By using ParallelTable and submitting my Mathematica code to a cluster, I noticed that it was enhancing the speed even when I selected a single core in a single node, comparing to the use of standard Table. Verifying the number of cores using $ProcessorCount, I got 16.

For selecting the number of cores I have submitted a bash file in terminal (already logged in SSH) using

qsub -I run_inter.sh

The file "run_inter.sh" contains

#PBS -l walltime=10:00:00

#PBS -q par32
#PBS -l nodes=1:ppn=1

where "par32" is a machine with 32GB of RAM.

Is there any reason for Mathematica to ignore the specification of core number and use 16 anyway?


1 Answer 1


Your PBS specifications do not get sent to Mathematica. PBS doesn't control Mathematica. Your job is being run on a machine with 16 cores and Mathematica sees this, hence the result of $ProcessorCount.

To limit Mathematica to a single core, add the following lines to your script

SetSystemOptions["MKLThreads" -> 1]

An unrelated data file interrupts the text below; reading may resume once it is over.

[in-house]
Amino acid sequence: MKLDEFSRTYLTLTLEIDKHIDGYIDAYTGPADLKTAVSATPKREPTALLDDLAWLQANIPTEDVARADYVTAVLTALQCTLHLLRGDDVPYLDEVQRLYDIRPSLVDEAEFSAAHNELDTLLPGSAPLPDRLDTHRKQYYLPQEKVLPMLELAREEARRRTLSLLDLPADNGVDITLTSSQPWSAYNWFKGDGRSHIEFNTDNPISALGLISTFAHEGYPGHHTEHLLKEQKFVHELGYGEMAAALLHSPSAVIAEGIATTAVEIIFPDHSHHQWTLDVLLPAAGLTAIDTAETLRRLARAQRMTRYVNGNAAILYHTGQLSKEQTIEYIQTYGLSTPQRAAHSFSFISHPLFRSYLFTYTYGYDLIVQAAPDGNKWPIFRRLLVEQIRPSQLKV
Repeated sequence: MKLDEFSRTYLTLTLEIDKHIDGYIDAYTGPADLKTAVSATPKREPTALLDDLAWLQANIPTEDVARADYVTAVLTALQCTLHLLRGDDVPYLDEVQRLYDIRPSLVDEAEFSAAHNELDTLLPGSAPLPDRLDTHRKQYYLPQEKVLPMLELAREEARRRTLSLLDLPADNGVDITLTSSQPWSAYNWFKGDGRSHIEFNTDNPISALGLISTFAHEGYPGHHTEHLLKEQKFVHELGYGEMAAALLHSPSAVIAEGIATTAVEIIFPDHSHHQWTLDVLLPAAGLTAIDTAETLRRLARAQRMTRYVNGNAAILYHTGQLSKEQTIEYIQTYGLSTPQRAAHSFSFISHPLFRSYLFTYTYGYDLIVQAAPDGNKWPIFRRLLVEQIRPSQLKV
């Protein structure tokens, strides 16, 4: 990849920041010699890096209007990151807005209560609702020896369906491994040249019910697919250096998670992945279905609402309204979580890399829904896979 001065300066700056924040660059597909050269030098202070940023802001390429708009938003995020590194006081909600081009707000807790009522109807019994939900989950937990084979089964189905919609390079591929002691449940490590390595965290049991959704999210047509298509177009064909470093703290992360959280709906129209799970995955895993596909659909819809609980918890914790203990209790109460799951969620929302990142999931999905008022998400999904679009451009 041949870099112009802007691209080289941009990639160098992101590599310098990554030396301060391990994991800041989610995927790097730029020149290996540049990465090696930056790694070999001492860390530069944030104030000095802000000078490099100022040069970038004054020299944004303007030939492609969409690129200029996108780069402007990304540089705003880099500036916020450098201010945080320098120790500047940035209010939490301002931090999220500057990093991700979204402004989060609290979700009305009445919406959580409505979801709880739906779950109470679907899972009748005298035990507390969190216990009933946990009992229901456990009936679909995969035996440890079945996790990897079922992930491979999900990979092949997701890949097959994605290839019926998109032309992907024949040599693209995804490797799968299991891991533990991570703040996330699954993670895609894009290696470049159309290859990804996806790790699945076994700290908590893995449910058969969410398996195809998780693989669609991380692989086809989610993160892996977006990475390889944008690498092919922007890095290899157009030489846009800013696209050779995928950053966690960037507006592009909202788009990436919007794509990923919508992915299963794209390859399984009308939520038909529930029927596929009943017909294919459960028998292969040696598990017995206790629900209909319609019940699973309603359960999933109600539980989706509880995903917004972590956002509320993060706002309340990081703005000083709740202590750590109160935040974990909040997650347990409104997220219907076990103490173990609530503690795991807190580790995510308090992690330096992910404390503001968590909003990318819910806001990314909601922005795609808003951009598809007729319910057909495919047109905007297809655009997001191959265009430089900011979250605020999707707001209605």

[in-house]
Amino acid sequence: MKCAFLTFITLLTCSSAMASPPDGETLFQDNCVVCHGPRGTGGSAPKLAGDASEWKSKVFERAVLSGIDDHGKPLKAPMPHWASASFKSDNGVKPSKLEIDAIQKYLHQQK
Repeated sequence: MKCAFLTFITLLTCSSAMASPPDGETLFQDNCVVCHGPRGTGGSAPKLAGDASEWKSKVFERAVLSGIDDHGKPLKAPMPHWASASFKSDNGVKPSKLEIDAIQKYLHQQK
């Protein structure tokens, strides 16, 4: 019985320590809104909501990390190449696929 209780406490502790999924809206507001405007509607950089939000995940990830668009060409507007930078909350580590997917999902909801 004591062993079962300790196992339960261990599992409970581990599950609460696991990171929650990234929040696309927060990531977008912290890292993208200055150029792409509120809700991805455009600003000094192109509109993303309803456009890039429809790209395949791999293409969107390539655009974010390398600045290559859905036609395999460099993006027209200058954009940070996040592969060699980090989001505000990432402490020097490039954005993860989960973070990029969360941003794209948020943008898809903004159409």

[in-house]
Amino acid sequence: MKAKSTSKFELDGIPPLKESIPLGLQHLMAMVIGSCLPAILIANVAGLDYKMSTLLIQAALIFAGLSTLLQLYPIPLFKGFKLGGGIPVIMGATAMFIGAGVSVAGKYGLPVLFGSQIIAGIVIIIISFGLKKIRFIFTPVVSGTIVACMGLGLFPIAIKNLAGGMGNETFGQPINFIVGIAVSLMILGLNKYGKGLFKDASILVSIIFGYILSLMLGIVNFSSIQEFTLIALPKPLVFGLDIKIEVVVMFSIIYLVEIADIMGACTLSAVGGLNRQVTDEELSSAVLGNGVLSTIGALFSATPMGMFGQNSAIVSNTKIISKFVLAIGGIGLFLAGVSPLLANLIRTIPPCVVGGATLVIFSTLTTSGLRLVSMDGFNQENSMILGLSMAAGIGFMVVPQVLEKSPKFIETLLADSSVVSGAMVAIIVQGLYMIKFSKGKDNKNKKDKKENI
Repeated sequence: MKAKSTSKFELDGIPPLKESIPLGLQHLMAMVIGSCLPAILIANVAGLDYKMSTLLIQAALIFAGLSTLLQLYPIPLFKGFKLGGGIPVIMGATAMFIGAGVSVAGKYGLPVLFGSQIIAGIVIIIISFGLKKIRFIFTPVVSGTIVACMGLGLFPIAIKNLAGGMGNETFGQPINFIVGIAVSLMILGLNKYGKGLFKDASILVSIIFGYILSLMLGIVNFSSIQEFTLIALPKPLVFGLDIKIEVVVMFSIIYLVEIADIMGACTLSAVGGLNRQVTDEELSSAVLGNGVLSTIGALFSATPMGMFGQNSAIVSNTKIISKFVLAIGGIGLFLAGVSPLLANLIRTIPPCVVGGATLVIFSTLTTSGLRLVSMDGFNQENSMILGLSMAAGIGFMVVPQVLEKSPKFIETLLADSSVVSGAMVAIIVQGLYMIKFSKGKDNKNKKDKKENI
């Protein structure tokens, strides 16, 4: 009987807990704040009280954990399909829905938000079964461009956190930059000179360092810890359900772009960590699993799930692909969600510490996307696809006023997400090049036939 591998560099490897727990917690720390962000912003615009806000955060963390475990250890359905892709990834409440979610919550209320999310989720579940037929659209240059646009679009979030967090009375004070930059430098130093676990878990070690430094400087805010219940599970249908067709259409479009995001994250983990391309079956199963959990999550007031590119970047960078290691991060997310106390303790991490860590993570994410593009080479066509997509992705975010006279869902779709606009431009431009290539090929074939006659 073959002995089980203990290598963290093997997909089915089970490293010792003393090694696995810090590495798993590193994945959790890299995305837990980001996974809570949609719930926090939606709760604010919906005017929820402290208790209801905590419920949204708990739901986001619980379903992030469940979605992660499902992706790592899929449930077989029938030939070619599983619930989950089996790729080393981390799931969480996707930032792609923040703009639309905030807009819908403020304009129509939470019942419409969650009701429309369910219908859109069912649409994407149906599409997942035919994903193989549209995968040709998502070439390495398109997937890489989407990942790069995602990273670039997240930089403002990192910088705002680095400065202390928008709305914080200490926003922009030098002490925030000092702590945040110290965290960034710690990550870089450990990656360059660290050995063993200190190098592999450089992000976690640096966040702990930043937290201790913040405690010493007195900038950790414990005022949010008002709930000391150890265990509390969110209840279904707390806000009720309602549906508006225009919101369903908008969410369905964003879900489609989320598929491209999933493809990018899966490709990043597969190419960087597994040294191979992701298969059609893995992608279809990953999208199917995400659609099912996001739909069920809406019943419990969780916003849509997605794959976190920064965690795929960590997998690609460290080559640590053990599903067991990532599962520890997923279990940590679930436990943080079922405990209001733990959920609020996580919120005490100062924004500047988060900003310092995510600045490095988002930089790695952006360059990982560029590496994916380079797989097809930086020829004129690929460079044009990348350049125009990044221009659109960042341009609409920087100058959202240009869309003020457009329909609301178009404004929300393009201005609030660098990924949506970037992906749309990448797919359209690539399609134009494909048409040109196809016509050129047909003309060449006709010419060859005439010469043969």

SetSystemOptions["ParallelOptions" -> "ParallelThreadNumber" -> 1] 

This will not affect the result of $ProcessorCount

  • $\begingroup$ Thank you. So, the option nodes= :ppn= is useless when using Mathematica? How can I choose the number of nodes in the cluster? $\endgroup$
    – fcpenha
    Sep 24, 2013 at 23:11
  • $\begingroup$ Its a two step process, #PBS -l nodes=1:ppn=1 tells your cluster that you intend to use one core and SetSystemOptions["MKLThreads" -> 1] SetSystemOptions["ParallelOptions" -> "ParallelThreadNumber" -> 1] ensures that you really do only use one core $\endgroup$ Sep 25, 2013 at 0:11
  • $\begingroup$ You can control the number of kernels used in ParallelTable using LaunchKernels[]. So, LaunchKernels[4] uses four for example. $\endgroup$ Sep 25, 2013 at 0:13
  • $\begingroup$ But, for example, that machine has nodes with 16 cores each. If I want to use 20 cores (10 for each node), I should use #PBS -l nodes=2:ppn=10 plus what? LaunchKernels[20] ? $\endgroup$
    – fcpenha
    Sep 25, 2013 at 1:46
  • 1
    $\begingroup$ If you want to launch kernels across nodes, you or your sysadmin has a lot more work to do. Wolfram lightweight grid may be of use wolfram.com/lightweight-grid-manager but might be a lot of work to make it play nicely with PBS. I'm not sure...never done it. Life will be much easier for you if you just batch your work into several independent 16 core jobs $\endgroup$ Sep 25, 2013 at 8:22

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